The Economist Intelligence Unit this week publishes a report on the state of business and sustainability entitled: Doing Good: Business and the Sustainability Challenge. (Disclosure: SAP was amongst a number of co-sponsors of this report) The report captures nicely the zeitgeist - most businesses have accepted sustainability as a mainstream concern but struggle to integrate it meaningfully into strategy and performance management.
Though the Economist family has been famously agnostic on sustainability (the magazine once referred to it as a ‘faulty analysis of the capitalist system’) a healthy skepticism is no bad thing with 71% of executives surveyed agreeing ‘too many organizations use sustainability merely as a public relations tool’. At first take this seems disappointing but actually I think I would be more concerned if the result pointed emphatically the other way towards complacency. Clearly, most executives believe there is work to be done to better manage sustainability performance and assure stakeholders.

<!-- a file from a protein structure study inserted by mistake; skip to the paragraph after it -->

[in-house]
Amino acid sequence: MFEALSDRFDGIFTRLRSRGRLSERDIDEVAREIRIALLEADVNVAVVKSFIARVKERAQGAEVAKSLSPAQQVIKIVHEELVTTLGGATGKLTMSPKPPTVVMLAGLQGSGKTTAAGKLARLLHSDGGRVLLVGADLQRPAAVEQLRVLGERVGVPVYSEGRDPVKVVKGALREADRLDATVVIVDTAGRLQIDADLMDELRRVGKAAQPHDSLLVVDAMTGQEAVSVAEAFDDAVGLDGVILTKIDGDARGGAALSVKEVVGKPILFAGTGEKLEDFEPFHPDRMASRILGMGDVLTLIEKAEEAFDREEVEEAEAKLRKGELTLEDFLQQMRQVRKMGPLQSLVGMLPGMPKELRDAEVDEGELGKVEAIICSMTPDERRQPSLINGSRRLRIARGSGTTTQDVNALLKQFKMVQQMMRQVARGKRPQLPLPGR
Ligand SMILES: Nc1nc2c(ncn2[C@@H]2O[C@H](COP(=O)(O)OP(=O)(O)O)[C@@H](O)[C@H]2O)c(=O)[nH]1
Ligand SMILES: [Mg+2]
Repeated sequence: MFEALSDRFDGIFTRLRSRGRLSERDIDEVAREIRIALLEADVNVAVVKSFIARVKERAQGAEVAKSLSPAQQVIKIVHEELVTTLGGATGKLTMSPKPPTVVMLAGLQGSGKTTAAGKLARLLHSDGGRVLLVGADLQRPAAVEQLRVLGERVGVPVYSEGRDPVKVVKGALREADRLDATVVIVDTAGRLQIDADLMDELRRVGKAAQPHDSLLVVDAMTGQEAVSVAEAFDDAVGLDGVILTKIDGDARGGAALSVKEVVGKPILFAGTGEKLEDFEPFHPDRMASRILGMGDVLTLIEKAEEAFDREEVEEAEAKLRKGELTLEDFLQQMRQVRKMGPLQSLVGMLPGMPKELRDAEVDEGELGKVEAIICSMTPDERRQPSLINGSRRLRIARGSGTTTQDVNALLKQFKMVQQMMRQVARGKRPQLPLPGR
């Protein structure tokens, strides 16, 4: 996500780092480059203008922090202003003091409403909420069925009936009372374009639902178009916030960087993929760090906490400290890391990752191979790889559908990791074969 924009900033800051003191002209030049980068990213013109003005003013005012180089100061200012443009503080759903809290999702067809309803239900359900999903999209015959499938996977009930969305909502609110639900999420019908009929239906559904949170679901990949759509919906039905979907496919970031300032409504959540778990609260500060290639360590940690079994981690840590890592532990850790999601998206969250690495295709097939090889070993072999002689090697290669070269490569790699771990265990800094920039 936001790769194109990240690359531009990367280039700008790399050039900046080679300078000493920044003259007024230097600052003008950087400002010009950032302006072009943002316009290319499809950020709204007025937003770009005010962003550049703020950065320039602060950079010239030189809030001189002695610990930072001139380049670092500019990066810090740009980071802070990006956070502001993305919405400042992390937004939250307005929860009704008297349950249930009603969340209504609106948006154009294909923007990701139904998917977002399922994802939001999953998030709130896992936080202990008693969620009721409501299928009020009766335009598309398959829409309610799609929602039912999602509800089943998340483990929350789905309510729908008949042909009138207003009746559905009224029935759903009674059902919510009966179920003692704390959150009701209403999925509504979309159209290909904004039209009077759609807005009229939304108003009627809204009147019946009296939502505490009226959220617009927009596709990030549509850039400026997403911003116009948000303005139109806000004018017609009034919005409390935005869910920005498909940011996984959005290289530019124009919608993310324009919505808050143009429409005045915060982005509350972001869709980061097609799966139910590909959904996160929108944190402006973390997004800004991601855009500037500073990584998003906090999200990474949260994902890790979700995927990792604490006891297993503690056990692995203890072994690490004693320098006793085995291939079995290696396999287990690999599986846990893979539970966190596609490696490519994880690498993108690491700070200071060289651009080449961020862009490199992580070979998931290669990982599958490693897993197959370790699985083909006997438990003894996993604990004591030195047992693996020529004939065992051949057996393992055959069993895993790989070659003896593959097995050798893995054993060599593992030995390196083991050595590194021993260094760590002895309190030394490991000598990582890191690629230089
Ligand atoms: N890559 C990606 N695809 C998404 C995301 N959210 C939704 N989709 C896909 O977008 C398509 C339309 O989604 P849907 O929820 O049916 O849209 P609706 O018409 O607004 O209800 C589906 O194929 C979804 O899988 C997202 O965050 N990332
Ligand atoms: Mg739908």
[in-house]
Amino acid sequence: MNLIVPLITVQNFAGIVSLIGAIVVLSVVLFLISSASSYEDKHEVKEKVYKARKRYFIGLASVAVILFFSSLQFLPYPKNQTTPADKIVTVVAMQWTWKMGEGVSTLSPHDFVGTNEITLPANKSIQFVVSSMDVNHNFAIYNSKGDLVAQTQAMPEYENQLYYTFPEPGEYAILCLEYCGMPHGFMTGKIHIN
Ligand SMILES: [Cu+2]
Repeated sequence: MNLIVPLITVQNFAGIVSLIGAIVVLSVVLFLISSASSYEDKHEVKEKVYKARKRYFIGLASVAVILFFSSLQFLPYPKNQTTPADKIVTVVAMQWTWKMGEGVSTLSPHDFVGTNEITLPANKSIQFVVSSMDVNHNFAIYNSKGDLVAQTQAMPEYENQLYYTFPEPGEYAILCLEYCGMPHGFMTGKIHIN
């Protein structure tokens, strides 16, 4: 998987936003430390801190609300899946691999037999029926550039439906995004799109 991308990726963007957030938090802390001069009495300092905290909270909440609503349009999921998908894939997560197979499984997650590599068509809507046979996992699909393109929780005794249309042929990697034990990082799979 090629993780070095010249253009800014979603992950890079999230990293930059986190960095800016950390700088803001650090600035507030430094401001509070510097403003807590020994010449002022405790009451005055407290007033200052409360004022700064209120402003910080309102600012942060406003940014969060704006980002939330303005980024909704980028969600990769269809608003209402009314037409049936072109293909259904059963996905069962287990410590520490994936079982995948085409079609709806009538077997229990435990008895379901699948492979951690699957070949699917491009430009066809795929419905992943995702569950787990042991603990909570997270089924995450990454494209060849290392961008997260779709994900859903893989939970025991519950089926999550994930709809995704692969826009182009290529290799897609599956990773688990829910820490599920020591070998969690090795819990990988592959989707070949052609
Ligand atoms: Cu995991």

The EIU study identified some of these management gaps:
Four key areas currently receiving too little attention within business are: leadership, supply chains, reporting and metrics and the transformation of values into processes. At present, weaknesses in one or another of these will condemn too many companies to poor performance in this area.
Perhaps more important, as the social and environmental forces driving sustainability reshape the economy, an inability to understand and perform in this area could be fatal for business.
Jane Nelson from the Harvard CSR Initiative (and something of an icon in this field in my view) sums up the conundrum well:
Most companies are not sure what is enough. On climate change, what is enough? That you have a policy? That your emissions meet or exceed some publicly agreed level? And if so who sets the level?
The awful truth is that sustainability has to be understood in context of the industry not as a set of universal principles. If I am to make one criticism of the EIU study it is that it did not go far enough to explore strategic value drivers by key industry to drive a more granular debate on strategic sustainability management. It is an area where Goldman Sachs did some good work last year with the GS Sustain launch but the subject is in need of a great deal more development.
So what does this mean for the tech sector? In many respects the sustainability pioneers of the private sector came from the extractive industry and often borne out of crisis. Sustainability 2.0 will be driven forward by innovation and market forces. Business models will be reinvented to tap into more environmentally efficient and socially inclusive markets. For sustainability 2.0 to be successful more will be demanded of the entire tech industry in serving as both exemplar and enabler.